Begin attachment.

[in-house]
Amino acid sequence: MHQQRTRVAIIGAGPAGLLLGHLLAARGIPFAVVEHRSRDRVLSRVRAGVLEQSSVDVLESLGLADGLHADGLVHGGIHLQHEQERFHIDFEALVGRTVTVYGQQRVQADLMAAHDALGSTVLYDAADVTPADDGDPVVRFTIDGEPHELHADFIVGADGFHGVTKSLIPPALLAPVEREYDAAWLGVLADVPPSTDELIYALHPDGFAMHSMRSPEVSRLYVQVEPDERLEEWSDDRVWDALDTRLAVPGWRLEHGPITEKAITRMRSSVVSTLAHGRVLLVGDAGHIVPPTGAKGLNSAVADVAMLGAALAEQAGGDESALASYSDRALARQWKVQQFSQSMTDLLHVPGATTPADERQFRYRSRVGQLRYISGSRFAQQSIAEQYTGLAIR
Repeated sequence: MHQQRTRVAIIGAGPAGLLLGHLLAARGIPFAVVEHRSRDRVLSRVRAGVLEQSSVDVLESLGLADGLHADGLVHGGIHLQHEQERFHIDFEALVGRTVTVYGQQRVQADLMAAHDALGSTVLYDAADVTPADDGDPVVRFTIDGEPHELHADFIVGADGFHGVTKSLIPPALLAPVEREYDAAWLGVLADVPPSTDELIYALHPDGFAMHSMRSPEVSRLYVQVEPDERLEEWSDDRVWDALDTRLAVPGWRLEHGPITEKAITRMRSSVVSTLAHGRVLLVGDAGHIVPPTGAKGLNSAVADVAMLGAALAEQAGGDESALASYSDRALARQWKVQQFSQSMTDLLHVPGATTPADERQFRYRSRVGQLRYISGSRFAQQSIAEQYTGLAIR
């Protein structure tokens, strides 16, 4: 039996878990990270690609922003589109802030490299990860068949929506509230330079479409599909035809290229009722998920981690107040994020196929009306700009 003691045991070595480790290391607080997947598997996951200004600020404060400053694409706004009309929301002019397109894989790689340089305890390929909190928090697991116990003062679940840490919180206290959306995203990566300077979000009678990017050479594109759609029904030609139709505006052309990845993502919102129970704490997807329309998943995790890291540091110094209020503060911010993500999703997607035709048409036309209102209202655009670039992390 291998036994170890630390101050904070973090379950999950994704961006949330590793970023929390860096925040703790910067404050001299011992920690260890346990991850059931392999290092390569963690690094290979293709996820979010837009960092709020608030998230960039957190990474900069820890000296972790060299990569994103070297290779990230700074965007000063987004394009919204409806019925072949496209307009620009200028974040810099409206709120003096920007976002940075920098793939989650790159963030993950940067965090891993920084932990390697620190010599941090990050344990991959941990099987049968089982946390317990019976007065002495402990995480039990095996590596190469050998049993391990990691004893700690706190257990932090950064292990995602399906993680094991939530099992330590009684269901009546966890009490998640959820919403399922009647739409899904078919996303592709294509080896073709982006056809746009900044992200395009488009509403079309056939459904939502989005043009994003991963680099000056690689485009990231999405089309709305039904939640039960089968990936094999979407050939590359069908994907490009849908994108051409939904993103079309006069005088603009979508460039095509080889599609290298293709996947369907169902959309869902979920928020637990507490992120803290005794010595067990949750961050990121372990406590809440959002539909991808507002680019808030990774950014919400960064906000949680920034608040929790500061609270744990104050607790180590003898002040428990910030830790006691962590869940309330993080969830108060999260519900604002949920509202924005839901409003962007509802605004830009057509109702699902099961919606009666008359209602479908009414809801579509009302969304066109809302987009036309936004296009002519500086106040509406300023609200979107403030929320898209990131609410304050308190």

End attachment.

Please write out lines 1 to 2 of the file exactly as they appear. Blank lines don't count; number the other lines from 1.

[in-house]
Amino acid sequence: MHQQRTRVAIIGAGPAGLLLGHLLAARGIPFAVVEHRSRDRVLSRVRAGVLEQSSVDVLESLGLADGLHADGLVHGGIHLQHEQERFHIDFEALVGRTVTVYGQQRVQADLMAAHDALGSTVLYDAADVTPADDGDPVVRFTIDGEPHELHADFIVGADGFHGVTKSLIPPALLAPVEREYDAAWLGVLADVPPSTDELIYALHPDGFAMHSMRSPEVSRLYVQVEPDERLEEWSDDRVWDALDTRLAVPGWRLEHGPITEKAITRMRSSVVSTLAHGRVLLVGDAGHIVPPTGAKGLNSAVADVAMLGAALAEQAGGDESALASYSDRALARQWKVQQFSQSMTDLLHVPGATTPADERQFRYRSRVGQLRYISGSRFAQQSIAEQYTGLAIR